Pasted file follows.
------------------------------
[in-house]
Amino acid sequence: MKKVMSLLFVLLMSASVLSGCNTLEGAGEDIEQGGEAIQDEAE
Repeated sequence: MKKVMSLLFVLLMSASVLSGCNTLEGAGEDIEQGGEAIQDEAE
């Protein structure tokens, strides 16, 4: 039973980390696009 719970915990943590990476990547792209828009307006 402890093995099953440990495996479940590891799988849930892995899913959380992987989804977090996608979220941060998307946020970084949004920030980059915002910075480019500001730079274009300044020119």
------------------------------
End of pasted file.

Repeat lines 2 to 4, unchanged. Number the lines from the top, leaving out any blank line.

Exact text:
Amino acid sequence: MKKVMSLLFVLLMSASVLSGCNTLEGAGEDIEQGGEAIQDEAE
Repeated sequence: MKKVMSLLFVLLMSASVLSGCNTLEGAGEDIEQGGEAIQDEAE
């Protein structure tokens, strides 16, 4: 039973980390696009 719970915990943590990476990547792209828009307006 402890093995099953440990495996479940590891799988849930892995899913959380992987989804977090996608979220941060998307946020970084949004920030980059915002910075480019500001730079274009300044020119």